Lab

Thyroid Stimulating Hormone

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Thyroid Stimulating Hormone, TSH, Serum TSH, Thyrotropin

  • Physiology
  1. See Thyroid Physiology
  2. Thyroid Stimulating Hormone (TSH) is a glycoprotein synthesized in the Basophil cells of the anterior pituitary
  3. Regulation
    1. Positive Stimulation
      1. Thyroid Releasing Hormone (TRH, Thyrotopin Releasing Hormone, from Hypothalamus)
    2. Negative feedback
      1. Unbound Thyroxine (Free T4)
      2. Unbound Triiodothyronine (Free T3)
  4. Thyroid Stimulating Hormone (TSH) promotes all aspects of Thyroid Hormone production
    1. Increases iodide uptake
    2. Incorporation of Iodine into Thyroglobulin
    3. Thyroglobulin lysis into active Thyroid Hormones T4 and T3
    4. Stimulates proliferation of increased Thyroglobulin synthesizing cells (Cuboidal cells) in Thyroid follicles
  5. Variation
    1. TSH levels follow a circadian rhythm
      1. TSH will vary as much as 1-2 uIU/ml over the course of the day
      2. Consider drawing TSH at the same time of day for longterm serial measurements
    2. TSH levels increase with normal aging in euthyroid patients
      1. Consider using age-adjusted TSH interpretation
      2. Age 20-29: 3.56 mIU/ml is 97th percentile
      3. Age >80: 7.49 mIU/ml is 97th percentile
      4. Surks (2007) JCEM 92: 4575 [PubMed]
    3. Pregnancy
      1. See Thyroid Dysfunction in Pregnancy
      2. See Hypothyroidism in Pregnancy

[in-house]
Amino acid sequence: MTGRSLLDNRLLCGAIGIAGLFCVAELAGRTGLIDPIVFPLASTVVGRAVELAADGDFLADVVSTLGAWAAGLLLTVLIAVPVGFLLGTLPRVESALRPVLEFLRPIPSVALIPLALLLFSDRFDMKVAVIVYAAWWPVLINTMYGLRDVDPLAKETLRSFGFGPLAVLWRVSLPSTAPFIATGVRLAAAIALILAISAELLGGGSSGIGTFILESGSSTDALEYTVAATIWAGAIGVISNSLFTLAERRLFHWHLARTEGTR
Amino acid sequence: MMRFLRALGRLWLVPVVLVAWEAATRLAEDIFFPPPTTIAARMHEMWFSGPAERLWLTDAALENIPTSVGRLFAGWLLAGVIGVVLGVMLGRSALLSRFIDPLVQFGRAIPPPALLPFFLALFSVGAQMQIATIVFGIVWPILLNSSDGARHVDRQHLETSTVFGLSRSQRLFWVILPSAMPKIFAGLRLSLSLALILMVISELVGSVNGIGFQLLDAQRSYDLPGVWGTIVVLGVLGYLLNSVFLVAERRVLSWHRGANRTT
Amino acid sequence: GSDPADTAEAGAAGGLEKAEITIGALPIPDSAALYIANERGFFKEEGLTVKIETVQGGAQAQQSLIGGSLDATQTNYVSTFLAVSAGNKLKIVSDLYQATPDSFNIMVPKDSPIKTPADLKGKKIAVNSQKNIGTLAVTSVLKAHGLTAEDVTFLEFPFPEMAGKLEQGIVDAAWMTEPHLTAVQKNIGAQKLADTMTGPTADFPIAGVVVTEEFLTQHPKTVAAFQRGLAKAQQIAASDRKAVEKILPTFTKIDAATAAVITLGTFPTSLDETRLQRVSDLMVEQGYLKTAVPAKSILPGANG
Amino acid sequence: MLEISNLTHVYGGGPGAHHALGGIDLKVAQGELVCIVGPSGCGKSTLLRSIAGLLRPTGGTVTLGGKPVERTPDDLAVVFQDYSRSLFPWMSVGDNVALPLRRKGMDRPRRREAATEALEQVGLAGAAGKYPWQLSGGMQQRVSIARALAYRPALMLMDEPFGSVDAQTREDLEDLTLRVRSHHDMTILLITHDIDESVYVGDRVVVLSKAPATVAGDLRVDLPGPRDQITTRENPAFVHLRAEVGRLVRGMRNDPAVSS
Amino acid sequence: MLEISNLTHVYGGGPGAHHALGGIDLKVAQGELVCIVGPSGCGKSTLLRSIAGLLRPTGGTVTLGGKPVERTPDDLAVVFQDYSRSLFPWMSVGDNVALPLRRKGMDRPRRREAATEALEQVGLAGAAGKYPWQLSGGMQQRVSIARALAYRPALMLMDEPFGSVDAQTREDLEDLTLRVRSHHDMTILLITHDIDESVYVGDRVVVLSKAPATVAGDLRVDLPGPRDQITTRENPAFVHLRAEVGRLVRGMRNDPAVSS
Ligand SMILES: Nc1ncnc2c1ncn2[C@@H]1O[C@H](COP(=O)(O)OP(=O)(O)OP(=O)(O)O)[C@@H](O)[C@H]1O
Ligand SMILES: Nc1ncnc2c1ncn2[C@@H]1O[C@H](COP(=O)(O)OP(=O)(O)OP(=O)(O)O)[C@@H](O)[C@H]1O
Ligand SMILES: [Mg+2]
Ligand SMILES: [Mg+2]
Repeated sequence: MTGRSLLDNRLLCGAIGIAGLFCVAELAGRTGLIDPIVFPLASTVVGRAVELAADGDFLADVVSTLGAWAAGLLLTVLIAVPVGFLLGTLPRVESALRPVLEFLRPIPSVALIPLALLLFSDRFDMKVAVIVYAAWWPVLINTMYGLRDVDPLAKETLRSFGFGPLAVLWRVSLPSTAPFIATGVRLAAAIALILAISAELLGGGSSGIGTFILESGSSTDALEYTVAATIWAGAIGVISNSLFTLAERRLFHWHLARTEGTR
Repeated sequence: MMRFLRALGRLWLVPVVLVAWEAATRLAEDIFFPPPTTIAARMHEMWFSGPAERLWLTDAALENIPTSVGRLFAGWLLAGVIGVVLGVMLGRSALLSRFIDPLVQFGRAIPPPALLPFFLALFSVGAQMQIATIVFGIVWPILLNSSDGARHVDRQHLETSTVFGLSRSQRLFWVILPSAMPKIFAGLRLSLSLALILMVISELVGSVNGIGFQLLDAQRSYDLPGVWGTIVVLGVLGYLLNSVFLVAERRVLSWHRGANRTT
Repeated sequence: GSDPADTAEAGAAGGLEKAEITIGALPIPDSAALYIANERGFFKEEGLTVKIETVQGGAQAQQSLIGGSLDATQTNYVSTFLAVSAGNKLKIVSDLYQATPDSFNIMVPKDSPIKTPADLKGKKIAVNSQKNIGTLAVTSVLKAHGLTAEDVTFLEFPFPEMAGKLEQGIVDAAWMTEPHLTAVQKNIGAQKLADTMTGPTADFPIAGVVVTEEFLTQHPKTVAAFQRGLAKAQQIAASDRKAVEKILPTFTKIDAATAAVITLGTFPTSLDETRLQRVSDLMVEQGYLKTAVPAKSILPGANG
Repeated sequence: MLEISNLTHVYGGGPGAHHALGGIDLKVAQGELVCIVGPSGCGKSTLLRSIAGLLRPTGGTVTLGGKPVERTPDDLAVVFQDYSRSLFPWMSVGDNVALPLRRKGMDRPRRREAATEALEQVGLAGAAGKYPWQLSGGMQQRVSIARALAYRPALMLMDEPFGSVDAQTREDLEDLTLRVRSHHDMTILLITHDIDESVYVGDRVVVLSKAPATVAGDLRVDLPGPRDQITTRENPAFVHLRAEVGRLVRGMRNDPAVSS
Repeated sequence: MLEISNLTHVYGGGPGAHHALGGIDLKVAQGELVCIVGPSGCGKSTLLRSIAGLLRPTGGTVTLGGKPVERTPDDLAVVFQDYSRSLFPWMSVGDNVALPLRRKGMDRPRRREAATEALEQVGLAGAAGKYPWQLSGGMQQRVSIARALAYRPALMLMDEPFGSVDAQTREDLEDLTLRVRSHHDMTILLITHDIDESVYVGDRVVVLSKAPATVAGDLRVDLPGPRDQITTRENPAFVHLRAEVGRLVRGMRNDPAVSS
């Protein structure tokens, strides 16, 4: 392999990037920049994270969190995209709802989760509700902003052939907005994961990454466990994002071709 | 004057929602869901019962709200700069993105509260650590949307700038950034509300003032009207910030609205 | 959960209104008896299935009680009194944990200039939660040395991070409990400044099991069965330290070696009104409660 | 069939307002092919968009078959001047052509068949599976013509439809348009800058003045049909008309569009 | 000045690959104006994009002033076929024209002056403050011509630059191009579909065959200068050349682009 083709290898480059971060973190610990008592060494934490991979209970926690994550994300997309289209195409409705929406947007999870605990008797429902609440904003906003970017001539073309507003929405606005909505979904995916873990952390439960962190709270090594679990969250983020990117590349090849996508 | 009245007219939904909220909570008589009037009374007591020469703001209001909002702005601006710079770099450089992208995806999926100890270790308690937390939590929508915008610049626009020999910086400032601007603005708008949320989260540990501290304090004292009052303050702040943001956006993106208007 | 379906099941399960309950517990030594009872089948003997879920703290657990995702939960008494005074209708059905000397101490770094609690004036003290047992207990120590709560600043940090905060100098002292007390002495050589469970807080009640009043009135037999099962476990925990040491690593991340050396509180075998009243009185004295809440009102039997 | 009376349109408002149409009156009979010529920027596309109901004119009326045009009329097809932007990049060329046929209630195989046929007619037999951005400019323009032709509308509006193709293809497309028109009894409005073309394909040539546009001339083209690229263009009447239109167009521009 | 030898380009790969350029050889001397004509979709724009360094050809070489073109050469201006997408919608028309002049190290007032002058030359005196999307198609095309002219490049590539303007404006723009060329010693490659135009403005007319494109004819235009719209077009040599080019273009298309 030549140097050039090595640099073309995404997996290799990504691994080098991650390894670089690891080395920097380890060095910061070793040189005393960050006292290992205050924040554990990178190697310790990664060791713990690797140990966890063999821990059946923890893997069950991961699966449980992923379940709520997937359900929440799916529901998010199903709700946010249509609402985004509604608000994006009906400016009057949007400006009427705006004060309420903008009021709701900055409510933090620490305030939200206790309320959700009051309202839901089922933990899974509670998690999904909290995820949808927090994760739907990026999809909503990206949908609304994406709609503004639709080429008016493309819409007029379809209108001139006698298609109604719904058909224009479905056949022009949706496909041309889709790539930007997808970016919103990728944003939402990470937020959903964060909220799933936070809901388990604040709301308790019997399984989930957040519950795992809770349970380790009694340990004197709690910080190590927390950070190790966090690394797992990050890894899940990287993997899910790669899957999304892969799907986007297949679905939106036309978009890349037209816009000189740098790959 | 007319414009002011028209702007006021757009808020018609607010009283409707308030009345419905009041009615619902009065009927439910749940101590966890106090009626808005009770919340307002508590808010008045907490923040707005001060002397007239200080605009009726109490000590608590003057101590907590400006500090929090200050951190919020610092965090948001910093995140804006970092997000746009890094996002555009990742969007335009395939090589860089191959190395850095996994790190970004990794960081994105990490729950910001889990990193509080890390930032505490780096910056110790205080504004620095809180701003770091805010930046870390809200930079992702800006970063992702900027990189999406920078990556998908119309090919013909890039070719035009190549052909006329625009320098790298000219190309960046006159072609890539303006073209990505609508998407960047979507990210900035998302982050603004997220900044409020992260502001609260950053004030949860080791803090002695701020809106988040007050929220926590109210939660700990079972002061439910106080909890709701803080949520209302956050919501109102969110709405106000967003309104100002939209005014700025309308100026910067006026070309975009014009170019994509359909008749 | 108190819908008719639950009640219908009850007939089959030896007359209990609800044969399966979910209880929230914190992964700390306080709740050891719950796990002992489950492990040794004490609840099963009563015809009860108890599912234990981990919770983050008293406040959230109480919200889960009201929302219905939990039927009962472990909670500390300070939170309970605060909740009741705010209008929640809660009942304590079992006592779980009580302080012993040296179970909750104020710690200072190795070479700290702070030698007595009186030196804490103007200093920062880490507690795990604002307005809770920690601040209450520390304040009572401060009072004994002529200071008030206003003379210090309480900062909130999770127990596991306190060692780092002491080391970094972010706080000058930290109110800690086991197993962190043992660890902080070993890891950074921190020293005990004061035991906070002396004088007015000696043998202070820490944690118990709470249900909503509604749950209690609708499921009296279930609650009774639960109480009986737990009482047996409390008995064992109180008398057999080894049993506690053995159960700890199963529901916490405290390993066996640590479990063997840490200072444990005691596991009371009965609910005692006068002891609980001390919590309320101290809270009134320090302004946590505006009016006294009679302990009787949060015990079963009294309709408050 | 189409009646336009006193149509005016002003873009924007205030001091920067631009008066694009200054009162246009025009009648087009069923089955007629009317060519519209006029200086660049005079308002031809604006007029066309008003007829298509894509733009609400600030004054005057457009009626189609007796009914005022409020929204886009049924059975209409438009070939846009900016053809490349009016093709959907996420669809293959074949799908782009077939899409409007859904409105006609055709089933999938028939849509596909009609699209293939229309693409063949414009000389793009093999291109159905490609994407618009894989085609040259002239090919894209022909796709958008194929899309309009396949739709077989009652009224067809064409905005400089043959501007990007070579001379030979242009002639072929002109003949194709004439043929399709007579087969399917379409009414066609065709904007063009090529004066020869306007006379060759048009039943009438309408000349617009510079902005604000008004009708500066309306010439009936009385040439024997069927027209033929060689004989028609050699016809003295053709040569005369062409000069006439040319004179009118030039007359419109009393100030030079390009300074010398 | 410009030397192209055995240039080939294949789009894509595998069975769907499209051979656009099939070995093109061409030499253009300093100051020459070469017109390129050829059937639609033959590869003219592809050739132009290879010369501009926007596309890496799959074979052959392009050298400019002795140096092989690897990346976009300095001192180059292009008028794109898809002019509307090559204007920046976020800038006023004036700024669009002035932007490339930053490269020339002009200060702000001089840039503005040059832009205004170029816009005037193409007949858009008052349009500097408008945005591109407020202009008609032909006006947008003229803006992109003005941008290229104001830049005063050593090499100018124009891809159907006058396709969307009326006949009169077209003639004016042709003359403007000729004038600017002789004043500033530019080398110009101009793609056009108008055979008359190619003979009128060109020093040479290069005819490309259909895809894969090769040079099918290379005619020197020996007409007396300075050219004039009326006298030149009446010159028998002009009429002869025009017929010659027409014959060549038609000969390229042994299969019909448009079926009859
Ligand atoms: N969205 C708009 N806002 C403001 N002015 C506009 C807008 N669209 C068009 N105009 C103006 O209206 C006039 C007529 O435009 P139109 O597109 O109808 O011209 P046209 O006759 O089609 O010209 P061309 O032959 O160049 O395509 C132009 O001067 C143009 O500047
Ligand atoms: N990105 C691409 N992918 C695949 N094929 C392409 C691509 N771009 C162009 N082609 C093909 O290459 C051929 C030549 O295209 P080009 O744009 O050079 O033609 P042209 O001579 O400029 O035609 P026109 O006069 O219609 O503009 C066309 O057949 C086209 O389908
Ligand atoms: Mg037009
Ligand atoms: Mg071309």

3. Maintaining euthyroid state in pregnancy is critical
    4. Euthyroid individuals still have considerable variation in TSH levels over time
    5. Populations of euthyroid individuals also have considerable variation in TSH levels
  • Interpretation
  • Non-Pregnant
  1. Normal
    1. Random: 0.3 - 5.0 uIU/ml
    2. Following Thyroid Releasing Hormone (TRH) stimulation
      1. TSH: 9-30 uIU/ml at 20-30 min
  2. Borderline Increased: 5-10 uIU/ml
  3. High: >10 uIU/ml
  • Interpretation
  • Pregnancy
  1. Non-pregnanct: 0.3 to 4.3 mIU/ml
  2. First trimester: 0.1 to 2.5 mIU/ml
  3. Second trimester: 0.2 to 3.0 mIU/ml
  4. Third timester: 0.3 to 3.0 mIU/ml
  5. Abbassi (2010) Obstet Gynecol 114(6): 1326-31 [PubMed]
  • Causes
  • Increased TSH
  1. Hypothyroidism
  2. Drugs
    1. Amiodarone
    2. Lithium
    3. Haloperidol
    4. Chlorpromazine
    5. Metoclopramide
    6. Metyrapone
    7. Domperidone
  3. TSH antibodies
  4. Pituitary resistance
  5. Thyrotropin Releasing Hormone (TRH) Secreting Tumor
  6. Acute illness (esp. elderly)
    1. Wong (1981) Arch Intern Med 141(7):873-5 +PMID: 7235805 [PubMed]
  • Causes
  • Decreased TSH
  1. Hyperthyroidism
  2. Euthyroid Sick Syndrome (associated with acute illness)
  3. Central Hypothyroidism
    1. Hypopituitarism or Pituitary Ademoma causing TSH deficiency and low T4 and T3
  4. Hyponatremia
  5. Malnutrition
  6. Mood Disorders
  7. Medications
    1. Amiodarone
    2. Interferon
    3. Interleukin-2
    4. Opiates
    5. Corticosteroids
    6. Levothyroxine
    7. Levodopa
    8. Dopamine Agonists
    9. Pyridoxine
    10. Bromocriptine
    11. Somatostatin analogs
    12. Carbemazepine
    13. Metformin
    14. Biotin (High dose, >5000 mcg/day)